Forgotten Grief

I remember once describing grief like a hurricane.

There are moments of extreme intensity where you aren’t quite sure if you’re going to be able to survive the rising waves, extreme wind, or debris everywhere. And then in the middle of your grief storm, there’s a calm. And you think that maybe you’ve made it through. But you soon learn it’s just the eye of the storm and more wind, waves, and debris are coming your way.

Up until the last ten years of my life I thought I understood what grief was. But as with anything, you don’t truly understand something until it hits incredibly close to home.

The loss of my grandmother was difficult. But she was sick for many years and I was able to slowly make peace before she left. My mother, whom I was very close with, who passed away a little over 2 years ago, was different though. The unexpected, the “should haves”, and the daily reminders since then have wrecked me.

You don’t ever “get over” grief. It’s always laying beneath the surface ready to rear its ugly head at the most unexpected times. But the tears aren’t always sad tears, sometimes they’re mixed with those happy ones as you seek to hold onto the good memories.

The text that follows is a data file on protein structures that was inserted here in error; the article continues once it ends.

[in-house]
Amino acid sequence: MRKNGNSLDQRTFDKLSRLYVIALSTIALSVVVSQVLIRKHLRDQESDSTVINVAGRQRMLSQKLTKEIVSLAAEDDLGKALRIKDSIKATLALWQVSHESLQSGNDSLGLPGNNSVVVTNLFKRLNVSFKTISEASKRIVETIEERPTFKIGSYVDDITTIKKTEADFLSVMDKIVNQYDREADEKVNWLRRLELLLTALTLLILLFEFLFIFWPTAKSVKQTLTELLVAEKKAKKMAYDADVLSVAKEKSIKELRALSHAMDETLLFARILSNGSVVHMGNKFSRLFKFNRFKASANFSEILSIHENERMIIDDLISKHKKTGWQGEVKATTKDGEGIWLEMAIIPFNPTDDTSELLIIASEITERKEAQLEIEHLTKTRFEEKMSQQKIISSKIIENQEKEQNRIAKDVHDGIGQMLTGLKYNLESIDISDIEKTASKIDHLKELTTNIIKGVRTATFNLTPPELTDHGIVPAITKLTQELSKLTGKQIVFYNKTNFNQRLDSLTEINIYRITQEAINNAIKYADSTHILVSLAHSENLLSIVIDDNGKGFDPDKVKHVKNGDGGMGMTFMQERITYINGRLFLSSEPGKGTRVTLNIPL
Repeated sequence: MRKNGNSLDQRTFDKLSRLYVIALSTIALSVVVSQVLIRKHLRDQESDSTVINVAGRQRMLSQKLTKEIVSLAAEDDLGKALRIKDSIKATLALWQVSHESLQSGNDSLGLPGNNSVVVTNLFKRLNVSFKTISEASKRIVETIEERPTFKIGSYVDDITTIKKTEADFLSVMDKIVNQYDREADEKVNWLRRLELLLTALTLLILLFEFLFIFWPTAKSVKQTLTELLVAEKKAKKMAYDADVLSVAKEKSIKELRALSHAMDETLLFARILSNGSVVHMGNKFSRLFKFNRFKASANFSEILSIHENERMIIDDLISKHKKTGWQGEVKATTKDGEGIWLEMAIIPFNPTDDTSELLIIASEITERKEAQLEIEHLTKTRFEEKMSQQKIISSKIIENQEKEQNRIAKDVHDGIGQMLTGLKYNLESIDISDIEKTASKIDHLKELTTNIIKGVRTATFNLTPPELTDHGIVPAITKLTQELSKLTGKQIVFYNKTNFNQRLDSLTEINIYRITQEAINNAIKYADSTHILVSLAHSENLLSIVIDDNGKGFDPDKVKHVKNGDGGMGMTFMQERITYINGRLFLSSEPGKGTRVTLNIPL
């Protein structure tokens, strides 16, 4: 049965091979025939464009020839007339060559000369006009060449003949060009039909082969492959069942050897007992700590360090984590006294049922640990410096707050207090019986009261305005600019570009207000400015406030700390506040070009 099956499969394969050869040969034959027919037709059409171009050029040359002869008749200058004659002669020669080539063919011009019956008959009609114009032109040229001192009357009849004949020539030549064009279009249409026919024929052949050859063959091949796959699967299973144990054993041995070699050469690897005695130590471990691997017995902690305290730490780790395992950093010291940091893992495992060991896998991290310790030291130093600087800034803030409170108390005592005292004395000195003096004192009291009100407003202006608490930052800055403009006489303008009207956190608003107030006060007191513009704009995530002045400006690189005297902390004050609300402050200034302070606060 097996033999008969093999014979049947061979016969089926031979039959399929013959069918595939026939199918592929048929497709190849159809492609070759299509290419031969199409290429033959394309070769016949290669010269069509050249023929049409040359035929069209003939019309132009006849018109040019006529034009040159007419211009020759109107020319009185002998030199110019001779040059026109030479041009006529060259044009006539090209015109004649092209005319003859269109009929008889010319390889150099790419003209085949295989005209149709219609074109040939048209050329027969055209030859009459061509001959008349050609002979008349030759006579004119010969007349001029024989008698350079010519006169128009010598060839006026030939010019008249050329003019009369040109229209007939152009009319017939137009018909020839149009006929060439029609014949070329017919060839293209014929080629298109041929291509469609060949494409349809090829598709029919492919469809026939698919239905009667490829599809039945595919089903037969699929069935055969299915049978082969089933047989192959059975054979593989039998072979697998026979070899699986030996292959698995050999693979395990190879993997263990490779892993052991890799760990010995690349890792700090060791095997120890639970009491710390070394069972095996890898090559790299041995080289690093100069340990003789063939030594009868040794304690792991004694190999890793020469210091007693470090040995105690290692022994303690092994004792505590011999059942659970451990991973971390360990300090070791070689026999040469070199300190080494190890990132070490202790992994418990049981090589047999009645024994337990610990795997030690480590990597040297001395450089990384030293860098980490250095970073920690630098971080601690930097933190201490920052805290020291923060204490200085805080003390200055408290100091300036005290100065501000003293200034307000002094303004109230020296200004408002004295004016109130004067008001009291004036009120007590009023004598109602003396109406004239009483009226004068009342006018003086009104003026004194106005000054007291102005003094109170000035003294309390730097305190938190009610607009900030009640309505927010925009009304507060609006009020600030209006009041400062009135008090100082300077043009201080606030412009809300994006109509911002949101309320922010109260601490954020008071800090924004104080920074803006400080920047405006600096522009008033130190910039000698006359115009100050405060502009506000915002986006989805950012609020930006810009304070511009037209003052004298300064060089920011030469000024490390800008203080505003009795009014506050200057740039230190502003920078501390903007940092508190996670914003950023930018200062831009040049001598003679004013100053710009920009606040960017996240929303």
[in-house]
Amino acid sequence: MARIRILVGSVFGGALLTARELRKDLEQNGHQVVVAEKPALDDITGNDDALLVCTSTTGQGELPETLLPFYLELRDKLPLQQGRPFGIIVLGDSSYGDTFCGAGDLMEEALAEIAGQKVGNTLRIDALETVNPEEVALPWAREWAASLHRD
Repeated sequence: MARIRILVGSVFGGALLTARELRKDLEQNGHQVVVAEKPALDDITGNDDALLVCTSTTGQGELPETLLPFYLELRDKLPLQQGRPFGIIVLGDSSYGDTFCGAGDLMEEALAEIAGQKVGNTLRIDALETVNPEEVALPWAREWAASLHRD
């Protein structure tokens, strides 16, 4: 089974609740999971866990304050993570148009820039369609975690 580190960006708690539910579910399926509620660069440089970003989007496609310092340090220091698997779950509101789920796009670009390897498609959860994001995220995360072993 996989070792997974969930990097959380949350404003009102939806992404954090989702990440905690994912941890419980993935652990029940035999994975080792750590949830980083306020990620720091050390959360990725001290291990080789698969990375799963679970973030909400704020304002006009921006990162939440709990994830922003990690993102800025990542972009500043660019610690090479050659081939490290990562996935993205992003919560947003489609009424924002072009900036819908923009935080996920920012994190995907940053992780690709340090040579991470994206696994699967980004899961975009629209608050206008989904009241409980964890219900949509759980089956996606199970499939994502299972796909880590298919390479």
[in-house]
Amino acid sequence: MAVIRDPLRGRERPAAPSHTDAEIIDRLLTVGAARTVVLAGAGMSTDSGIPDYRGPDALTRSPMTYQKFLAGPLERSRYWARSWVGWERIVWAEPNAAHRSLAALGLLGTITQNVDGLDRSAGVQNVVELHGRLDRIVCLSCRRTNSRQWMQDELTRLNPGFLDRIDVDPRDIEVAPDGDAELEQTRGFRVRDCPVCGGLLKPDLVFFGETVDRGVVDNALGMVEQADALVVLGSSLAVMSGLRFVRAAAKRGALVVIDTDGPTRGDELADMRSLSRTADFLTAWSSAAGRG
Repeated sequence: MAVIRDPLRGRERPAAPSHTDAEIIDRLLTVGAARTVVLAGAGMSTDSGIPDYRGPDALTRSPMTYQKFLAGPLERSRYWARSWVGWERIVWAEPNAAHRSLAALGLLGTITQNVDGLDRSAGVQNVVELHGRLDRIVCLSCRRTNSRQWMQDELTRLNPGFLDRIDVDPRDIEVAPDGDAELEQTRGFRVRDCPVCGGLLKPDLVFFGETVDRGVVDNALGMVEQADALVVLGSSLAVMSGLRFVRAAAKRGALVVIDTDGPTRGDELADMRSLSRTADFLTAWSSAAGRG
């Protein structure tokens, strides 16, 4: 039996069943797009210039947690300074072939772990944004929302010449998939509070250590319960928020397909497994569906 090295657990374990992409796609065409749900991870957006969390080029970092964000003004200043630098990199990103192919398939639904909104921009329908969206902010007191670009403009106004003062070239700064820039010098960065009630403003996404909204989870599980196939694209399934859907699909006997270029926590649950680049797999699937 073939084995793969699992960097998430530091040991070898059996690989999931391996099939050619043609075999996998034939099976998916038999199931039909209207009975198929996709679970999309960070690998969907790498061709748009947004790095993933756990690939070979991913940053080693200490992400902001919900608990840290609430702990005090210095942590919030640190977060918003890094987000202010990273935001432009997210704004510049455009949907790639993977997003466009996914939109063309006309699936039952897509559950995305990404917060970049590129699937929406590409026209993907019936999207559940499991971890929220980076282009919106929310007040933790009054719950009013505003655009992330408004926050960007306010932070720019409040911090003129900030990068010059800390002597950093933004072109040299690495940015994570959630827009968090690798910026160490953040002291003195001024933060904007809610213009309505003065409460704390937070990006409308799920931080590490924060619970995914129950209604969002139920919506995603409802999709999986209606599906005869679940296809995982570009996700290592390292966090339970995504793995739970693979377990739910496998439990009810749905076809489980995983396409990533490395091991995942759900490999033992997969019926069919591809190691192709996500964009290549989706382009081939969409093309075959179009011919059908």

But something you aren’t prepared for with grief, is being forgotten.

I remember a little over 6 years ago I was talking with a friend who lost a child through miscarriage. It was about a year or two after the loss and I just randomly texted him to ask how he was doing. What he said really struck me. He said, “I can’t tell you how much it means that you would even ask, it’s like everyone else has forgotten about my son, even though I experience the pain daily.”

You see, when you experience an extreme and personal loss everyone comes to your side, sends food, checks in on you, and helps you walk the path.

But what no one told me about grief was that while others would continue moving on with their lives, you still feel the loss daily.

And at times, you can feel completely forgotten. Alone. Wondering why no one ever checks in.

Grief makes you isolate if you aren’t careful and don’t deal with all the complexities. Because you see, you aren’t forgotten.

Sometimes people don’t know how to bring it up without feeling uncomfortable. Some don’t know you’re still hurting if you don’t ever tell them.

Lean into the grief. Process the emotions. Know it’s ok to still cry at a single smell or visual reminder of your loved one.

Though at times we can feel like we’re grieving alone, we never truly are. As Ryan Stevenson says in the music video below, “sometimes the only way to heal a broken heart, is when we fall apart”.

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